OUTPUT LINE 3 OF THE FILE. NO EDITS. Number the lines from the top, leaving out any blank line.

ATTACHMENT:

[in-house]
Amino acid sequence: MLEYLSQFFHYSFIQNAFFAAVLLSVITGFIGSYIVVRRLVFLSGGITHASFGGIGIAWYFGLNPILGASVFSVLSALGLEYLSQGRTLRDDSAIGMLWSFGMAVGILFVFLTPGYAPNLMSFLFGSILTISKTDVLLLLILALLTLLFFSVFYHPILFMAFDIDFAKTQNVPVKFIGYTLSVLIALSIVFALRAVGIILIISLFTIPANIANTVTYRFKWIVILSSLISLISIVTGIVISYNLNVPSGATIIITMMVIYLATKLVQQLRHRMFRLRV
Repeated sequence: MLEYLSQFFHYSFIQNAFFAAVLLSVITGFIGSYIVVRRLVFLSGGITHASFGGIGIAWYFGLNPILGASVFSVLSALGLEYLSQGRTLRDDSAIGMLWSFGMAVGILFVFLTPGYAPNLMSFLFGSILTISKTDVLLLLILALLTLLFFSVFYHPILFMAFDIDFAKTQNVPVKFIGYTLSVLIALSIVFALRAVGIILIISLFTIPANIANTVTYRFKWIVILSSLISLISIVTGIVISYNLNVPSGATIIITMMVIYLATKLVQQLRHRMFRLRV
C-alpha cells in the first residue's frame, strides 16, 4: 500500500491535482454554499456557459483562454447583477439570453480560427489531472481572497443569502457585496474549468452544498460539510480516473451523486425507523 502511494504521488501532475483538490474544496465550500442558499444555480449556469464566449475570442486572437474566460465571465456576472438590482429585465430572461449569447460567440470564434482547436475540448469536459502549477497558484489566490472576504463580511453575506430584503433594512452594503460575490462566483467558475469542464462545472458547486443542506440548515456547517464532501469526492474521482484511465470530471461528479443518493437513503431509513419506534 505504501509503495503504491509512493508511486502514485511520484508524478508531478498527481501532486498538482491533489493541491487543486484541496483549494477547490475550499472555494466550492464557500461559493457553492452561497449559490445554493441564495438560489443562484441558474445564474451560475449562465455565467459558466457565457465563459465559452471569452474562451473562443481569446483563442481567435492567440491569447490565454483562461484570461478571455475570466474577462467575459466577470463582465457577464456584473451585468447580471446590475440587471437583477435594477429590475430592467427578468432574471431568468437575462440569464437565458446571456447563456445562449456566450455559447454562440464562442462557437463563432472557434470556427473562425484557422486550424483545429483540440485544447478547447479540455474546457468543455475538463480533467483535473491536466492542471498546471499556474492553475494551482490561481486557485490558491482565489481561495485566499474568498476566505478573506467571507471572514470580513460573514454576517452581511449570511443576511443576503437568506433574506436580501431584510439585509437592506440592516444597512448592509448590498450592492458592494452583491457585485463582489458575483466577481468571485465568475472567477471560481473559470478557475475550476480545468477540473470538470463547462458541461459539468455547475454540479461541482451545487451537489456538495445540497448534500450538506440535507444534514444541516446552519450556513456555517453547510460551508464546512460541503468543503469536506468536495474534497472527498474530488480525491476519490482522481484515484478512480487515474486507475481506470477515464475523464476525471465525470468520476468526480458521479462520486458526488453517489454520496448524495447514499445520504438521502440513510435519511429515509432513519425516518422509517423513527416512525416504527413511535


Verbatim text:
Repeated sequence: MLEYLSQFFHYSFIQNAFFAAVLLSVITGFIGSYIVVRRLVFLSGGITHASFGGIGIAWYFGLNPILGASVFSVLSALGLEYLSQGRTLRDDSAIGMLWSFGMAVGILFVFLTPGYAPNLMSFLFGSILTISKTDVLLLLILALLTLLFFSVFYHPILFMAFDIDFAKTQNVPVKFIGYTLSVLIALSIVFALRAVGIILIISLFTIPANIANTVTYRFKWIVILSSLISLISIVTGIVISYNLNVPSGATIIITMMVIYLATKLVQQLRHRMFRLRV